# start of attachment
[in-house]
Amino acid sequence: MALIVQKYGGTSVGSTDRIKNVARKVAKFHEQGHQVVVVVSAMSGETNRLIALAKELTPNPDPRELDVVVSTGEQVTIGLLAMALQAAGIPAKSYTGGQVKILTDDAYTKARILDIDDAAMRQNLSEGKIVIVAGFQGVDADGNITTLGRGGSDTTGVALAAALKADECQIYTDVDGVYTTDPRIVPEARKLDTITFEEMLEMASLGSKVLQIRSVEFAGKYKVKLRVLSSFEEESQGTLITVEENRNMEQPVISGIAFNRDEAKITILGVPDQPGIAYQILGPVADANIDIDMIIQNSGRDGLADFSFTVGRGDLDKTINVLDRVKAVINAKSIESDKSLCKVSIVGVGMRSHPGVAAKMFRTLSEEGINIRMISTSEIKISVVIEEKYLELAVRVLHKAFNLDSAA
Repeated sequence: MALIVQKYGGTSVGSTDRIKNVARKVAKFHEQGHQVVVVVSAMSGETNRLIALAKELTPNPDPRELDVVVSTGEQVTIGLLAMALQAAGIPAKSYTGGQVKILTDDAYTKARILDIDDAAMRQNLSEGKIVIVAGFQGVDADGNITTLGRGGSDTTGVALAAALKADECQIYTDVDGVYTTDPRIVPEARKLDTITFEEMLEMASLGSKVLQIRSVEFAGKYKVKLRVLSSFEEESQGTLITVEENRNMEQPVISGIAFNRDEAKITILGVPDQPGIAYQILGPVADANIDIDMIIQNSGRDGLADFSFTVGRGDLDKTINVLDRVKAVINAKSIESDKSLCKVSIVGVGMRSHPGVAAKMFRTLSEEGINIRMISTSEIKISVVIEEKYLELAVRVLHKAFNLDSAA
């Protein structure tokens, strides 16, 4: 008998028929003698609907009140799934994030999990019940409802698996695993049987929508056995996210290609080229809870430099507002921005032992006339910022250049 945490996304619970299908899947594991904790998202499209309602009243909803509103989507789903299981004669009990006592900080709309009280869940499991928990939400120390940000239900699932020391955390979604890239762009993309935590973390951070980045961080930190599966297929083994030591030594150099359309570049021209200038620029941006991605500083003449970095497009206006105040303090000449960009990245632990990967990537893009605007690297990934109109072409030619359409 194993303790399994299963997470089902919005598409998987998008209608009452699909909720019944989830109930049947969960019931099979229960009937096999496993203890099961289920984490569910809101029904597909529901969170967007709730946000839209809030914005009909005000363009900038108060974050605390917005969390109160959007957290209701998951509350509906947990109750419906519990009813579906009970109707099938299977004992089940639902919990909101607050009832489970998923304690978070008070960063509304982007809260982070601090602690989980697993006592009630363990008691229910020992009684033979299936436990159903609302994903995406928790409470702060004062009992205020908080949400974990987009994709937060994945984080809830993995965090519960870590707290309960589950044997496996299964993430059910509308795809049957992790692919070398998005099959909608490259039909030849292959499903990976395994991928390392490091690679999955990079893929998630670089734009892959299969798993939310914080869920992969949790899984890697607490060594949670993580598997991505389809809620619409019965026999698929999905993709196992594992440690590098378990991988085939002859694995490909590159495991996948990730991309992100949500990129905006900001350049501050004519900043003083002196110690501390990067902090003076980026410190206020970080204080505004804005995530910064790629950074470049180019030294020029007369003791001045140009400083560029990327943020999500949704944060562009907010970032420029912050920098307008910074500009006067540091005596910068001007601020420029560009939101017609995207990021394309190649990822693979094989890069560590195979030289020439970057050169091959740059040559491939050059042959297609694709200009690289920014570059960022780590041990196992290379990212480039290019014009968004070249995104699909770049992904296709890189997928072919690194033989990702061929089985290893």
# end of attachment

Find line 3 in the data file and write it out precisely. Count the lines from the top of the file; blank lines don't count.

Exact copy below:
Repeated sequence: MALIVQKYGGTSVGSTDRIKNVARKVAKFHEQGHQVVVVVSAMSGETNRLIALAKELTPNPDPRELDVVVSTGEQVTIGLLAMALQAAGIPAKSYTGGQVKILTDDAYTKARILDIDDAAMRQNLSEGKIVIVAGFQGVDADGNITTLGRGGSDTTGVALAAALKADECQIYTDVDGVYTTDPRIVPEARKLDTITFEEMLEMASLGSKVLQIRSVEFAGKYKVKLRVLSSFEEESQGTLITVEENRNMEQPVISGIAFNRDEAKITILGVPDQPGIAYQILGPVADANIDIDMIIQNSGRDGLADFSFTVGRGDLDKTINVLDRVKAVINAKSIESDKSLCKVSIVGVGMRSHPGVAAKMFRTLSEEGINIRMISTSEIKISVVIEEKYLELAVRVLHKAFNLDSAA